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User Experience Design (UxD) is a highly sought specialist skill enabling the creation of compelling user experiences that keep individuals engaged with interactive computing products. This course is ideal if you have some existing programming skills and but wish to understand users and work with them to create technologies with positive user experiences. There is a growing demand for UX professionals and this course will provide you with skills and expertise needed to work in a team or individually to design and evaluate successful products. There is also a vibrant international research community developing new methods and theories that underpin UX within the broad field of HCI (Human-Computer Interaction) and more specific Interaction Design (IxD) and User Experience (UxD) areas, which you will encounter on the course. You will be taught by staff that are research active within the field of UX and working with UX practitioners within companies.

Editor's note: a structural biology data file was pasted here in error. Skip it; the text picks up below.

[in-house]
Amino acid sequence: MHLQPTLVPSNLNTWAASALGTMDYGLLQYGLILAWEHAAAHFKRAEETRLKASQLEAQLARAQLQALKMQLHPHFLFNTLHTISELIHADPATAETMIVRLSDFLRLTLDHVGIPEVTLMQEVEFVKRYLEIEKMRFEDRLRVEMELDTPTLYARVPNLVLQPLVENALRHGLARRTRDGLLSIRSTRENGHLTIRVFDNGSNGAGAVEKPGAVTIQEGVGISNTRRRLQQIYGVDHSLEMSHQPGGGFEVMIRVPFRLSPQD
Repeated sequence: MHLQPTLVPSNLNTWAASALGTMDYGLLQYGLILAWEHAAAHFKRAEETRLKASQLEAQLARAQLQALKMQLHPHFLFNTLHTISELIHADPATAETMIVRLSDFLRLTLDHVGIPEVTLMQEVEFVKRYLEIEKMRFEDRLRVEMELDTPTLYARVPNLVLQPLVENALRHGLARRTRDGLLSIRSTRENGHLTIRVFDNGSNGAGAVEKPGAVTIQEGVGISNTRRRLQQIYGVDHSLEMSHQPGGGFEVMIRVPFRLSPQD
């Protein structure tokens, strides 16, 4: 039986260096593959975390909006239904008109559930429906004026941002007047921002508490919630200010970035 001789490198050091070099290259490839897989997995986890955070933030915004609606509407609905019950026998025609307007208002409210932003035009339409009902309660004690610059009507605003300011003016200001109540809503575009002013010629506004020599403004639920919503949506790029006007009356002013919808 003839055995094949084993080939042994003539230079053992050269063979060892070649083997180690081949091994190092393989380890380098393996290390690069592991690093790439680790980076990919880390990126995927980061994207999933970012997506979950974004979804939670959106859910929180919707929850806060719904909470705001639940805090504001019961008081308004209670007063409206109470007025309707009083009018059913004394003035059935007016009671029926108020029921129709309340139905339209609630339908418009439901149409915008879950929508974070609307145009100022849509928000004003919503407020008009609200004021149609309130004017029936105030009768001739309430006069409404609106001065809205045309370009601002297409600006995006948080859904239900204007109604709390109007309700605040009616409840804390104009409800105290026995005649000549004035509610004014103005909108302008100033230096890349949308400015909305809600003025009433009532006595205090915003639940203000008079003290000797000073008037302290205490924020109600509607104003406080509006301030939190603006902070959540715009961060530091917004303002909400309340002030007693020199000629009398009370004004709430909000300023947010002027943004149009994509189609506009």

The course is delivered in the Computing and Technology Building at the City Campus in Preston. Students have access to the latest technology, and can study in a supportive environment. Facilities include a purpose built Human-Computer Interaction Suite which is used for the evaluation of software products
We aim to provide a challenging and stimulating environment in which you can develop and learn new skills. As an MRes student you will be supported in exploring your full potential through taught modules and an extended project. Teaching is done in small groups with plenty of opportunities for practical work, networking with students and staff, and to get involved with research activities.
Assessment methods will include individual and group assignments, presentation and seminars.
The goal of the course is to guide you, depending on your interests, to either go out into Industry or to progress to an academic research career. We aim to produce Interaction Design practitioners who understand how to create excellent interaction designs for a range of different scenarios.
Placement opportunities are available as an option for students who want to gain some work experience as part of the course.
We also aim to give you a grounding in the Interaction Design research area so you can apply the latest research in your career.
Our alumni have gone on to work a range of destinations including UX specialists, the BBC, and Tata.